Day two of the Encinitas yoga trial featured testimony from the opponents’ main expert witness: religious studies professor Candy Brown.
Here’s the heart of things via the U-T San Diego’s coverage:
“The purpose of Ashtanga yoga is to become one with Brahma,” she said, referring to a Hindu deity.
Brown also said there is no distinction between the physical and spiritual aspects of yoga. Children in the district’s program do not chant or use terms associated with Hinduism, but Brown said that does not make the yoga secular.
“Jois is very, very clear that the practice may appear physical, but that is very, very wrong,” she said. “It produces spiritual transformation.”
Citing written statements from teachers in the district, Brown said there is evidence that some children have chanted while performing poses. Judge John Meyer suggested that those students may have learned the chants outside of school, but Brown said it still demonstrates that they have an understanding of yoga’s spiritual ties.
Brown also said there is anecdotal evidence that even conservative Christians who begin practicing yoga and have no interest in other faiths gradually begin to accept that all religions are equal.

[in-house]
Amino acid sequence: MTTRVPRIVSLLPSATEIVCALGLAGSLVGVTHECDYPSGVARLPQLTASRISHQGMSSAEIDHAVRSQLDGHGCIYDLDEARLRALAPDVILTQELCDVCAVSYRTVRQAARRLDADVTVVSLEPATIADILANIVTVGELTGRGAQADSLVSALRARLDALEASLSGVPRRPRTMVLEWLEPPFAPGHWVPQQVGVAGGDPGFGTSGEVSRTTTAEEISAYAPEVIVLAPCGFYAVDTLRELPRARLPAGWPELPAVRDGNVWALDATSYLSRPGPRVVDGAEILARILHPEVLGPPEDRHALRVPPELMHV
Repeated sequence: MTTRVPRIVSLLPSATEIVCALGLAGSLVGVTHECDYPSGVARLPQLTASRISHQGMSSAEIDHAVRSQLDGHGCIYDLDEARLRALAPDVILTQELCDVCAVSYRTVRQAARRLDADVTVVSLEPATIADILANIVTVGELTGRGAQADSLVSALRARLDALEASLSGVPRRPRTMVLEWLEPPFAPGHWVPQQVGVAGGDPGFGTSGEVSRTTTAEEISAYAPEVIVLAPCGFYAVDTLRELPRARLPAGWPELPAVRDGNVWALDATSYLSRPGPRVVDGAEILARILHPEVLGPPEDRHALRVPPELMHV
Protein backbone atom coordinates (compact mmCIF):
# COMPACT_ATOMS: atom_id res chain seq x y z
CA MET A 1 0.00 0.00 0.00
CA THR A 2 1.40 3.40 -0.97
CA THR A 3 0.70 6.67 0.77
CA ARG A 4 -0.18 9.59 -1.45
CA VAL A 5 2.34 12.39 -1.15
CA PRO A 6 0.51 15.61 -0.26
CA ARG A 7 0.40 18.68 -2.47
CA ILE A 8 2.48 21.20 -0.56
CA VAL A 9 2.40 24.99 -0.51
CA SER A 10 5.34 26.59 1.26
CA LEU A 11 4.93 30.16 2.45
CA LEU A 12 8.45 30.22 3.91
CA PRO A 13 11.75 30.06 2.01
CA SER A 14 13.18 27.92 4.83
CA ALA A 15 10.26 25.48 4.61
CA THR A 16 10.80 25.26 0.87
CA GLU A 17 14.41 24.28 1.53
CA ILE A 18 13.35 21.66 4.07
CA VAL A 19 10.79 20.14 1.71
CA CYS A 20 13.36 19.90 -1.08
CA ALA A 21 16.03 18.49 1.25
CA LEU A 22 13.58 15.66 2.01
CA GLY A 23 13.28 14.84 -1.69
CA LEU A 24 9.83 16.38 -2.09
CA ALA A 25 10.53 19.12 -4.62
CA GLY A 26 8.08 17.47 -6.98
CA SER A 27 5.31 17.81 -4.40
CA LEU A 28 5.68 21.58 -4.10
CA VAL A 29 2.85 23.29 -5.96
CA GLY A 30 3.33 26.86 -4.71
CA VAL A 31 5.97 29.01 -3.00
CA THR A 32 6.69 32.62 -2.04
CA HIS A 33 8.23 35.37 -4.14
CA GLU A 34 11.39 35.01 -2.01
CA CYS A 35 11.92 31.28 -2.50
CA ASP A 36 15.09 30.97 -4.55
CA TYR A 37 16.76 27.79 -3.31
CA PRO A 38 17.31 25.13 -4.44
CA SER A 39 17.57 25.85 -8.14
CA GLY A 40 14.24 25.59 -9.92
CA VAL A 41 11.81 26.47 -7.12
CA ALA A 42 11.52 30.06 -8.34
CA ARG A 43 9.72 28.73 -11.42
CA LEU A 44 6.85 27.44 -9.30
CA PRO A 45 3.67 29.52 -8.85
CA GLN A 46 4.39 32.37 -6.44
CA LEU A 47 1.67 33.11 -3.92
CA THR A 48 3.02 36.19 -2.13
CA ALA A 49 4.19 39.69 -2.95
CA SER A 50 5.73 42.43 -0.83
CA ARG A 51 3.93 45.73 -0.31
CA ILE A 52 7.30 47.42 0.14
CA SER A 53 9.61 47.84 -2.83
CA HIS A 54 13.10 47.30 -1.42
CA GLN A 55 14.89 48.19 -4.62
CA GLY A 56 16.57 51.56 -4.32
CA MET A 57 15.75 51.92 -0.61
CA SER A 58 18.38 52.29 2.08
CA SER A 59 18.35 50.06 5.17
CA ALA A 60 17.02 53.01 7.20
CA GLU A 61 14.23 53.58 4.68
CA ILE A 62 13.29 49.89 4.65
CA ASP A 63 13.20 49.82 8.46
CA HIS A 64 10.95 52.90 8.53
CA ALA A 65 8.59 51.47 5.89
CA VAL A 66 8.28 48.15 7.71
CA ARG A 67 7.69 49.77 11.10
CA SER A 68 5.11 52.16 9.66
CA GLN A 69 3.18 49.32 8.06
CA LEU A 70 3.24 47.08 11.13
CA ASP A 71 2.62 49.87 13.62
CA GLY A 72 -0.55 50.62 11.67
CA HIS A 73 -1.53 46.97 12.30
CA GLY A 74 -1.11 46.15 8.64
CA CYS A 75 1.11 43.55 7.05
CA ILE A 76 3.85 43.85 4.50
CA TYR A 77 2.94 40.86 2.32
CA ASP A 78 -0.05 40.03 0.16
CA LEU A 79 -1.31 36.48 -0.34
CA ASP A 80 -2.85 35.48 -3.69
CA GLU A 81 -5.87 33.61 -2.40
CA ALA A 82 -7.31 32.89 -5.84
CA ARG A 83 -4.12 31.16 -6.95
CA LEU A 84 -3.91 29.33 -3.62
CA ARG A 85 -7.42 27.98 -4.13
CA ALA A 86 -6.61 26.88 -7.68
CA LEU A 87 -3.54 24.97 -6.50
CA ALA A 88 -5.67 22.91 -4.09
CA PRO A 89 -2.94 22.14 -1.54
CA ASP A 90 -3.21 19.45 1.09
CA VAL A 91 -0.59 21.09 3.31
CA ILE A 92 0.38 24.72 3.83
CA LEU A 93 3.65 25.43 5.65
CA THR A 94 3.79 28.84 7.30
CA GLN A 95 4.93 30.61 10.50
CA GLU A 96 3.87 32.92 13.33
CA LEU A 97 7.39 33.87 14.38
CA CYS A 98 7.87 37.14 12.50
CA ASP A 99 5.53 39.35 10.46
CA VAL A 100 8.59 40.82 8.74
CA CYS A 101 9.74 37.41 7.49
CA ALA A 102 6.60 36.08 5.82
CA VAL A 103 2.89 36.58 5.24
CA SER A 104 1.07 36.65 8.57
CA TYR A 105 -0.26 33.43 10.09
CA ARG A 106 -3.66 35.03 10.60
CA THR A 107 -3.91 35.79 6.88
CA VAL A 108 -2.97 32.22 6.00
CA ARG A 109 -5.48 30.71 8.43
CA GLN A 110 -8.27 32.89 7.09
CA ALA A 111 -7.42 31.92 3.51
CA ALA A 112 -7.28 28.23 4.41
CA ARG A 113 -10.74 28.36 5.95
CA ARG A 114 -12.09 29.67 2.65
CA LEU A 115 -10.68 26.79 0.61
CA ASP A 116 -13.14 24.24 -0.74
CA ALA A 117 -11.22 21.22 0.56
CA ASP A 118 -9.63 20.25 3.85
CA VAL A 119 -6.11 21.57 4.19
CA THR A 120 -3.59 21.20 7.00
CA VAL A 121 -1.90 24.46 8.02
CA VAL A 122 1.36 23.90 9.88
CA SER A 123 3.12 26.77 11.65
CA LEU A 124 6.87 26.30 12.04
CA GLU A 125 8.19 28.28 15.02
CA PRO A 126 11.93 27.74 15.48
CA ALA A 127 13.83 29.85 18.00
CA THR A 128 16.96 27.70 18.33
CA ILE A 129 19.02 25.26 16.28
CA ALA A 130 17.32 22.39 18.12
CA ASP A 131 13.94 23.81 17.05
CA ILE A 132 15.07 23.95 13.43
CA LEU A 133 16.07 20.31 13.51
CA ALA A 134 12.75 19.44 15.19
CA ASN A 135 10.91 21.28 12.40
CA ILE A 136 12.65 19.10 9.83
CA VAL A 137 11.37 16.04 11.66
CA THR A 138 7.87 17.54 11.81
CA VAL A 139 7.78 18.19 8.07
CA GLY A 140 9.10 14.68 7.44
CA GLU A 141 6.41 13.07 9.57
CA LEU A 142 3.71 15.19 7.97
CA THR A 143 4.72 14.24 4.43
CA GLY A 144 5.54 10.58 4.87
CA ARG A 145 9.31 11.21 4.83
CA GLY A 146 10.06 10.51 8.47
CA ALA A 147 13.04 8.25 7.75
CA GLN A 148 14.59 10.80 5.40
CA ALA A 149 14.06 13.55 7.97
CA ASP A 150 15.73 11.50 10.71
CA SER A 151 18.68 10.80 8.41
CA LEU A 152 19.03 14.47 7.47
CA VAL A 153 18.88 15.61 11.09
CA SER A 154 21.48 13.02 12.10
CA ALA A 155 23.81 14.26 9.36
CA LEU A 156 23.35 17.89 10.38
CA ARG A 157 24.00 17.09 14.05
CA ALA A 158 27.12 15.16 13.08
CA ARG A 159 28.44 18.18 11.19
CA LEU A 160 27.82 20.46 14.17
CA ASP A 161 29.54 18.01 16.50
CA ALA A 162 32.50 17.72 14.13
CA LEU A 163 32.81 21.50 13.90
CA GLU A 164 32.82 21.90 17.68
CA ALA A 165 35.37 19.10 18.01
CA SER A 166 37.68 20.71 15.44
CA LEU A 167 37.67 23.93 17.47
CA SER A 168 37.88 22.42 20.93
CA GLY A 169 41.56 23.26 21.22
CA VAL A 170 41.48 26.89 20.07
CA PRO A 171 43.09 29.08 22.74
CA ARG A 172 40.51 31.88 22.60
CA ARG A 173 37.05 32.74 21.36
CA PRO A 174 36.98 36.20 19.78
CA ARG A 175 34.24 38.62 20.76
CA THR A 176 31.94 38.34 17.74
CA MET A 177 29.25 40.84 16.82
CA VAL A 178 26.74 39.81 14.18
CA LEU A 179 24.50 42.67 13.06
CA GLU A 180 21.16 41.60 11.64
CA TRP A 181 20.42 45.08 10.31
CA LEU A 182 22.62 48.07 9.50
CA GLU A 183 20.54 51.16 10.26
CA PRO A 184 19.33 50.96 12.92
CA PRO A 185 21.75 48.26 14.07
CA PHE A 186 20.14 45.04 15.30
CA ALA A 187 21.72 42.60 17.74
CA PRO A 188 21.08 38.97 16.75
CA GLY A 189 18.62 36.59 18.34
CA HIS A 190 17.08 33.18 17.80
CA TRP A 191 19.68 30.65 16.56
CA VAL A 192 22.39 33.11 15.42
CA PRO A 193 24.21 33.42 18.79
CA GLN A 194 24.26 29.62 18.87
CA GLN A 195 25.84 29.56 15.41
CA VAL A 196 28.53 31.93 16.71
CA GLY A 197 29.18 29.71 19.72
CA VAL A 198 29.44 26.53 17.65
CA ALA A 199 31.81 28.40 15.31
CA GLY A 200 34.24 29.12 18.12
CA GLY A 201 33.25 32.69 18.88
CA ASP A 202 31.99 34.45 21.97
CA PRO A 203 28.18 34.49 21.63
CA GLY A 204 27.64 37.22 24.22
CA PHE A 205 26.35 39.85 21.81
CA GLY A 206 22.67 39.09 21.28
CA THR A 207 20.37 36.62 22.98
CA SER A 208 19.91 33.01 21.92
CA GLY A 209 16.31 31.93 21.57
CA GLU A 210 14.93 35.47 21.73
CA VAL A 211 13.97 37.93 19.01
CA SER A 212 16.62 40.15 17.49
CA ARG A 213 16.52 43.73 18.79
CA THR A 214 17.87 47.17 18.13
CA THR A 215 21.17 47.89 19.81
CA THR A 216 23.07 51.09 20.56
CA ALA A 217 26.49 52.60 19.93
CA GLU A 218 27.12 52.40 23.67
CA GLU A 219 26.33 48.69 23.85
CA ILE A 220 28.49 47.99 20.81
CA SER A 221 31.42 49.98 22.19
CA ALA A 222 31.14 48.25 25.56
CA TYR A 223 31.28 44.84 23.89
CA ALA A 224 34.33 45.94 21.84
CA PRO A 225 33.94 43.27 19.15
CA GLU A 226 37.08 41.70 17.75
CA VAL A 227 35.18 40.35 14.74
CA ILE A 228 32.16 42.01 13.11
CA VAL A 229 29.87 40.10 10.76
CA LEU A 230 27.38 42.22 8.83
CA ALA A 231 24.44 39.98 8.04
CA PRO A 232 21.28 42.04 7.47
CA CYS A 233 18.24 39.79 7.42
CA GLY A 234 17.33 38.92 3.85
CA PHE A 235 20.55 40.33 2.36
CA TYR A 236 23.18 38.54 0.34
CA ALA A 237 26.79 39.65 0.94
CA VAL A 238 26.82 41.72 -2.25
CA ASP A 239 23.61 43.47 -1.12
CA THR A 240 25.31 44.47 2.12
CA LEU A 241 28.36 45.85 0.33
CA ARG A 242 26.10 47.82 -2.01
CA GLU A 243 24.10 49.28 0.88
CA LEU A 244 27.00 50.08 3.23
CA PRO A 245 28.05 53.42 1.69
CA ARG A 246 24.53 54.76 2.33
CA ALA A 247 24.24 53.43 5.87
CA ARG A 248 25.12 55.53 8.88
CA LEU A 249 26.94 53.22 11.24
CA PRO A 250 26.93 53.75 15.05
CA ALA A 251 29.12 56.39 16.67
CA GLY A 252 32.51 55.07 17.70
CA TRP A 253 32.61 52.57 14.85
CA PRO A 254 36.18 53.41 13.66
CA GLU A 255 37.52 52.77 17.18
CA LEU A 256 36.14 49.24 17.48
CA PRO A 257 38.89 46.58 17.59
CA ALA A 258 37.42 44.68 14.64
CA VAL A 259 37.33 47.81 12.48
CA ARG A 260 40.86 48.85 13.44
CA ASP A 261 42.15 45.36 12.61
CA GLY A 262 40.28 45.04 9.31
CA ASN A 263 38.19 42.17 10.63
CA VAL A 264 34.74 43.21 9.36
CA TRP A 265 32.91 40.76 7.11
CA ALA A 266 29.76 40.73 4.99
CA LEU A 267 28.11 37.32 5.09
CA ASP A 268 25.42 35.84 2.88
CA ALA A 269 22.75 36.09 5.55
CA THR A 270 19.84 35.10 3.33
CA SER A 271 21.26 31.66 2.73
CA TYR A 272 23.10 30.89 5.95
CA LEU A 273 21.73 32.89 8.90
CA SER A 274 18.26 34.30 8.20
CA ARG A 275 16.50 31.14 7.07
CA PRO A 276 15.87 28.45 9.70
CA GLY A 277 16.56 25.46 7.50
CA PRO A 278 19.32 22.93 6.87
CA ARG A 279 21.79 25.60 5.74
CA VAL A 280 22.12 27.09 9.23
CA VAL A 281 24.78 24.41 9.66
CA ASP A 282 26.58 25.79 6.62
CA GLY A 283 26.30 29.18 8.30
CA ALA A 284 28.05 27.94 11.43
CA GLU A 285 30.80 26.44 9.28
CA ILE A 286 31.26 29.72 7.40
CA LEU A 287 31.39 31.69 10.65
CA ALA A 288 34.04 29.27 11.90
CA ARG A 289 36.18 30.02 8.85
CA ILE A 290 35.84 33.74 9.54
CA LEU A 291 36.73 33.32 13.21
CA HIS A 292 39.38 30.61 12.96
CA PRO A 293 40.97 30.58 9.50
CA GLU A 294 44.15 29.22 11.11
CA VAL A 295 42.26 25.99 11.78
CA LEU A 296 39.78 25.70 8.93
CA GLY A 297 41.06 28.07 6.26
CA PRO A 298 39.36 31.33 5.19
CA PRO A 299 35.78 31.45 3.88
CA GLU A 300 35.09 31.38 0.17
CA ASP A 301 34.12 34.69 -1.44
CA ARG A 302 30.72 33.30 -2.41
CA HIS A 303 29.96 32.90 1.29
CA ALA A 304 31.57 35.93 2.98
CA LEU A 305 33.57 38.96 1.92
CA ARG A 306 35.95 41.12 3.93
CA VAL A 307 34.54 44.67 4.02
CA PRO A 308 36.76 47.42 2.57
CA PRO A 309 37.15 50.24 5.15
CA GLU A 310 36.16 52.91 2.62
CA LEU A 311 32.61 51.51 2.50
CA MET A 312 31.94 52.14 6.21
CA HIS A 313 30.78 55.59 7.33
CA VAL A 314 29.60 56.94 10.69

If I’m not mistaken, that anecdotal evidence comes from Brown’s own research. (Should we add: Oh, the horror! All religions are equal! And should we add: How to you control for other things that might be the catalyst for the change in opinion, such as being exposed to a more diverse group of people?)
As I’ve suspected, the more explicitly “religious” nature of Ashtanga (the Jois version, not Patanjali) as compared to exercise programs that seem just to market themselves off of the word “yoga” is coming to the front during this trial. I’m not sure this lawsuit would have happened if it had involved a Iyengar foundation or, certainly, Power Yoga to the People or something along those lines. Brown’s pretrial statements for the court focused on quotes from Pattabhi Jois and others about “seeing God in all things” and similar.
Does Bikram ever talk about stuff like that?
You’ll note, for instance, that her quote in the text above focuses on the purpose of “Ashtanga yoga.” The potential upside to this is that this trial might not end up setting precedent about yoga, more generally, being practiced in schools. I’m not judicial expert, but my sense is it will come down to whether the opponents can convincingly argue that Ashtanga yoga is inherently religious and that the program in the Encinitas schools is, also, inherently based on Ashtanga yoga.
If I had to guess, I’d say the former of those points will be easier to prove, judging by the material I’ve seen. To extend that to all yoga seems a tougher case. It then will be up to the judge to decide whether the program being taught in the schools is more Ashtanga or more “yoga.”
Again, what we saw at the Confluence seemed more exercise-based.
Update: Final version of the U-T story (also in comments below) is here.
Posted by Steve